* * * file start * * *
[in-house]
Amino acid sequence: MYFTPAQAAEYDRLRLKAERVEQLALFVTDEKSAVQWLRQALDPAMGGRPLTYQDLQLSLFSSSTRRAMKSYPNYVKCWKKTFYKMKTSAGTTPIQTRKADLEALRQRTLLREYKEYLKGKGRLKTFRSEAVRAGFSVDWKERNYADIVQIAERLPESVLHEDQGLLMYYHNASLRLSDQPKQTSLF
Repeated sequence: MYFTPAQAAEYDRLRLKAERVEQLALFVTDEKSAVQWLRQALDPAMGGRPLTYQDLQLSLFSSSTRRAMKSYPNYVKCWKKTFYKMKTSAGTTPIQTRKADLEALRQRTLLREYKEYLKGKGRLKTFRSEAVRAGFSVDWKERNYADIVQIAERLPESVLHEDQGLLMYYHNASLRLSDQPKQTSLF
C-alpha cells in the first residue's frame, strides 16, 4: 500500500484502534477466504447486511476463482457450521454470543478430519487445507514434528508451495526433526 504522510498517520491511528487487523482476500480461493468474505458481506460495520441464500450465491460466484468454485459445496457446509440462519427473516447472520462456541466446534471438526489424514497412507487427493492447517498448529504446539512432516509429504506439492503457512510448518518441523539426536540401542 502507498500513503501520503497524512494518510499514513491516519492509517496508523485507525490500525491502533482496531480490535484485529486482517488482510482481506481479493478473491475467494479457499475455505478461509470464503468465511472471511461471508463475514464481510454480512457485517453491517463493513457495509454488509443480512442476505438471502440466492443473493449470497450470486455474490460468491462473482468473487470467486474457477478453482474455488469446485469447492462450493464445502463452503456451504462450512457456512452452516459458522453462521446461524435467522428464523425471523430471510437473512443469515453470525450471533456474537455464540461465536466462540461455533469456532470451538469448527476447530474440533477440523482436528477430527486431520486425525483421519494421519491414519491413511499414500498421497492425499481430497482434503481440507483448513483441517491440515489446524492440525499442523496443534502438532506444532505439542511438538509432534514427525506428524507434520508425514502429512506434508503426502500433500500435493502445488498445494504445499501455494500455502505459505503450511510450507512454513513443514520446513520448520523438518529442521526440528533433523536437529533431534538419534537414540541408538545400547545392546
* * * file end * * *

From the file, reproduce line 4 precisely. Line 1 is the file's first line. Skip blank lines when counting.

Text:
C-alpha cells in the first residue's frame, strides 16, 4: 500500500484502534477466504447486511476463482457450521454470543478430519487445507514434528508451495526433526 504522510498517520491511528487487523482476500480461493468474505458481506460495520441464500450465491460466484468454485459445496457446509440462519427473516447472520462456541466446534471438526489424514497412507487427493492447517498448529504446539512432516509429504506439492503457512510448518518441523539426536540401542 502507498500513503501520503497524512494518510499514513491516519492509517496508523485507525490500525491502533482496531480490535484485529486482517488482510482481506481479493478473491475467494479457499475455505478461509470464503468465511472471511461471508463475514464481510454480512457485517453491517463493513457495509454488509443480512442476505438471502440466492443473493449470497450470486455474490460468491462473482468473487470467486474457477478453482474455488469446485469447492462450493464445502463452503456451504462450512457456512452452516459458522453462521446461524435467522428464523425471523430471510437473512443469515453470525450471533456474537455464540461465536466462540461455533469456532470451538469448527476447530474440533477440523482436528477430527486431520486425525483421519494421519491414519491413511499414500498421497492425499481430497482434503481440507483448513483441517491440515489446524492440525499442523496443534502438532506444532505439542511438538509432534514427525506428524507434520508425514502429512506434508503426502500433500500435493502445488498445494504445499501455494500455502505459505503450511510450507512454513513443514520446513520448520523438518529442521526440528533433523536437529533431534538419534537414540541408538545400547545392546